Saturday, January 06, 2007

Root Out

Hilzoy has the scoop on the early accomplishments by the new Democratic Congress. They just passed PAYGO rules (new spending or tax cuts has to be offset by spending cuts or tax hikes elsewhere), as well as forcing Congressmen to publicly identify the earmarks they insert into the record. Plus, now that the "100 hours" has drawn to a close, Democrats have made good on their pledge to allow more minority participation:
Yesterday, in addition to the rules affecting spending, the House adopted "civility" measures that grant Republican lawmakers more opportunities to offer their views and to participate in legislative debate than Democrats say they received under Republican control.

I think Hilzoy's conclusion hits it right:
Yes, I know about Rep. Mollohan, and I don't like it, as I have said before. But the Democrats have done more to combat corruption in two days than the Republicans have done in twelve years. The Congressional Democrats are not perfect, obviously, but I am proud of them so far.


The Days Are Just Packed

It was a busy day today.

I had two classes (my Contemporary Jewish Theology course was canceled for the day). That lasted until 3:20. I met with my philosophy professor/boss after that class, until 4:00. Here's how the day progressed from there:

4:00 - 5:00: Discussion about the Conservative Jewish ruling on homosexuality at Reynolds (Jewish Interest) House.

5:00 - 6:00: Shabbat services.

6:00 - 7:30: Dinner with the Muslim students in celebration of Eid.

7:30 - 8:45: Nap.

9:00 - 12:00: Hockey game (Carleton beats Northwestern Bible College 8-5).

12:30 - 2:30: Movie (Eurotrip--by the way, Scotty Doesn't Know is an awesome song).

2:30 - 3:30: Discussion on various themes.

The irony is that there was a massive amount of path dependency there. The only things planned on doing in that set were classes, the homosexaulity ruling meeting, and the hockey game. Everything else was just following naturally what was going on before. I couldn't just walk out of Reynolds House as the service was starting, so I stayed for that. Then I felt guilty about abandoning them for dinner, so I attended (Kabob--yum). The folks who drove me home from the hockey game (because the bus was late) were friends, so I hung out on their floor to watch the movie and discuss the discussion.

Not too interesting. But there you go.

I should also note that said Philosophy Professor, when challenged on the merits of the movie Eragon (it linked to the class discussion--don't ask), responded simply: "It has a blue dragon!"

Game, set, and match.

Friday, January 05, 2007

Paging Dennis Prager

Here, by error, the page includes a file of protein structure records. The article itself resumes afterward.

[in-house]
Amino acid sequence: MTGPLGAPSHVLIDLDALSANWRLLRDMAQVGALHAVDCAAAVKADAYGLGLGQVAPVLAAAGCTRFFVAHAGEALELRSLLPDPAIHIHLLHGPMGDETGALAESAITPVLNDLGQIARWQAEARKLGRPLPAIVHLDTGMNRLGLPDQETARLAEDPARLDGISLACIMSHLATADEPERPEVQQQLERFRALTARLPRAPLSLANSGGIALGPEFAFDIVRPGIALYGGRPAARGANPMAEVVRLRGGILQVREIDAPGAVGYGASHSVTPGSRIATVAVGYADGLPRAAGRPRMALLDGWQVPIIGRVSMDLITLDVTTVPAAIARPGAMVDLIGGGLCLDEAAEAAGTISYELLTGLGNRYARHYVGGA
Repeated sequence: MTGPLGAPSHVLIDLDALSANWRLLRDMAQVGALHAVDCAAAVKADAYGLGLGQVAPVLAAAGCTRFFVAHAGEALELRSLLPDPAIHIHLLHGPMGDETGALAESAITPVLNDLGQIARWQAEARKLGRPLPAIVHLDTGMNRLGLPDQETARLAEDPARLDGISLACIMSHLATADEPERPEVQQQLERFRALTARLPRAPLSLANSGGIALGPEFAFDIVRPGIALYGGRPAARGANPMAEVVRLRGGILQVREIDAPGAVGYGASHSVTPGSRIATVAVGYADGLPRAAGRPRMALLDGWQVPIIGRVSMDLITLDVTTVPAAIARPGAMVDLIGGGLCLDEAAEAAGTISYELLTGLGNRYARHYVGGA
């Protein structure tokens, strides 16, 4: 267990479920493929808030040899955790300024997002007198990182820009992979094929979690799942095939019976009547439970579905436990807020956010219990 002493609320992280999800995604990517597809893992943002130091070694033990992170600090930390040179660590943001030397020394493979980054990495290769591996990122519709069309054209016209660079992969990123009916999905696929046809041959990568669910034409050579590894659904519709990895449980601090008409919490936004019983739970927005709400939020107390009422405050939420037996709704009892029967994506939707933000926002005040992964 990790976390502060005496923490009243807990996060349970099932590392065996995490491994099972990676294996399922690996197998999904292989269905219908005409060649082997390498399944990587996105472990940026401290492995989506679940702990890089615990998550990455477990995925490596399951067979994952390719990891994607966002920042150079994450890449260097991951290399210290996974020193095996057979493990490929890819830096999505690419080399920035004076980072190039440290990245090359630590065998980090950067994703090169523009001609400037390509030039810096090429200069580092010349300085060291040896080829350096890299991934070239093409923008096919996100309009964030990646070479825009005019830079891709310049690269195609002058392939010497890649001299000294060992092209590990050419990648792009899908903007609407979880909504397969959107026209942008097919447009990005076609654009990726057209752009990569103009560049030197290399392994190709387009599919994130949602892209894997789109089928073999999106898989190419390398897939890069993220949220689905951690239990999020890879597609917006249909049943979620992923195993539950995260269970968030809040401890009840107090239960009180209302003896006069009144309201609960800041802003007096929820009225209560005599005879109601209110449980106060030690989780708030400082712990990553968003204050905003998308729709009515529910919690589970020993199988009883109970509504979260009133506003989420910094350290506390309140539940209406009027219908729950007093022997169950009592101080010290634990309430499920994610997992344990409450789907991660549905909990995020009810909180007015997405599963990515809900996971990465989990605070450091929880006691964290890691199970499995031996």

I actually don't mean to obsess over him, and there are plenty of other people who this could apply to (e.g., Daniel Lapin, Yehuda Levin). But nevertheless, Prager is probably the highest profile example out there. And the one voted most likely to piss me the hell off.
To be authentic, Jewish theological discourse must be expressed in its own native categories, in its own distinct vocabulary, and out of its own agenda. As Samuel S. Cohen observed, "Attempts to cram Judaism into categories derived from other religions and theologies can lead only to grotesque results." 
As part of a religious minority in a predominantly Islamic or Christian culture, inevitably influenced by Western philosophical tradition, both the medieval and modern Jewish thinker becomes inevitably tempted to assimilate Judiasm into alien and even inimical philosophies and theologies. Indeed, the Jewish thinker may remain oblivious to the 'cultural conditioning' absorbed from his or her geographical environment, and may be led to articulate a theology of Judaism in a manner that does not cohere with authentic Jewish thought or with the inherent vocabulary of Jewish theological discourse. In this regard, Solomon Schechter made a distinction between assimilating and being assimilated. An organism is able to assimilate and should assimilate that which strengthens and enriches it. However, an organism is always endangered by being assimilated into that which is inimical to it, into that which distorts its very nature.
Byron Sherwin, "An Incessantly Gushing Fountain: The Nature of Jewish Theology," in Contemporary Jewish Theology: A Reader (Elliot N. Dorff & Louis E. Newman, eds., Oxford UP 1999).

Thursday, January 04, 2007

Khalilzad To The UN?

CNN reports that Bush will next nominate Iraqi ambassador Zalmay Khalilzad to the post of American ambassador to the United Nations.